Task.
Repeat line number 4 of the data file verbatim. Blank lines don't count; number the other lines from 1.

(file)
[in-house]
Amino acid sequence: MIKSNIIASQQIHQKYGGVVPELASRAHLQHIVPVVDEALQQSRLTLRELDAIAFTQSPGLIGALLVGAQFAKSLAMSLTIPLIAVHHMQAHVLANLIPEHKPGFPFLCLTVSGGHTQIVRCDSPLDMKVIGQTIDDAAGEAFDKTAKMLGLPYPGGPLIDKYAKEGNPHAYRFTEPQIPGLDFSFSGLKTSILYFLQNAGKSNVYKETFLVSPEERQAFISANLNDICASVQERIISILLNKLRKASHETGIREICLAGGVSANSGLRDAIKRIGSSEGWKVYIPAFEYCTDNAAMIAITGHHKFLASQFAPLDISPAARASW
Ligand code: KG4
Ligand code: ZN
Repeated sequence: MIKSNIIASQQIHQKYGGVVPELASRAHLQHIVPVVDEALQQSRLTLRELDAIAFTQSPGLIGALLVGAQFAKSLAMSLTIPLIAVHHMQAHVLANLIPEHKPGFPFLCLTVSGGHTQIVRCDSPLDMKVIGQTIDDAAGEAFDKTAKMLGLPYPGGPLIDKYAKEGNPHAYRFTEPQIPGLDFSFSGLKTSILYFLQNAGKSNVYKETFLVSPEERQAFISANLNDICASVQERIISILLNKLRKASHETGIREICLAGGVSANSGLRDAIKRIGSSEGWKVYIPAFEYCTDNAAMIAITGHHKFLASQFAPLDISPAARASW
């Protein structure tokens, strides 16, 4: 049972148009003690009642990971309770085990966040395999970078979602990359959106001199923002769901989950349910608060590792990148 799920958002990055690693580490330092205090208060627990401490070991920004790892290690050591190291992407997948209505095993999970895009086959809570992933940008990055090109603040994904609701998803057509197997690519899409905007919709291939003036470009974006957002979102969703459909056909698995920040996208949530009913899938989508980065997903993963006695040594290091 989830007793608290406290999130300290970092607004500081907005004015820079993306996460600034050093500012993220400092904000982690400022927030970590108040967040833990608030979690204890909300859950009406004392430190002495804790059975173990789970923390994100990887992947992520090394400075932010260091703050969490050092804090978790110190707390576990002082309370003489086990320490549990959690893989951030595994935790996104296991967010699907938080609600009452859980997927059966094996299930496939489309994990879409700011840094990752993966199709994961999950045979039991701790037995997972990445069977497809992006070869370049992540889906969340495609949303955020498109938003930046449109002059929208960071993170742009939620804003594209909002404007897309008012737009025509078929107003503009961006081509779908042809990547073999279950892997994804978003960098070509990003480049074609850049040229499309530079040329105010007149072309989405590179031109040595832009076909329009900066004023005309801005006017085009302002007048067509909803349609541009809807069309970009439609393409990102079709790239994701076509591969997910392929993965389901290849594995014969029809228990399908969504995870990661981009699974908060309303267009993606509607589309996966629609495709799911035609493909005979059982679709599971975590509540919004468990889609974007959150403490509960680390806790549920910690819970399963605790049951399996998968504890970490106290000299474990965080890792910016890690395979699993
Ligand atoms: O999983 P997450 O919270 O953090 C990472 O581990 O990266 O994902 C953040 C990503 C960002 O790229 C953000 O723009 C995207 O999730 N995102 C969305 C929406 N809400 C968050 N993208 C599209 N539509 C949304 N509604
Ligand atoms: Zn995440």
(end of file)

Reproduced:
Ligand code: ZN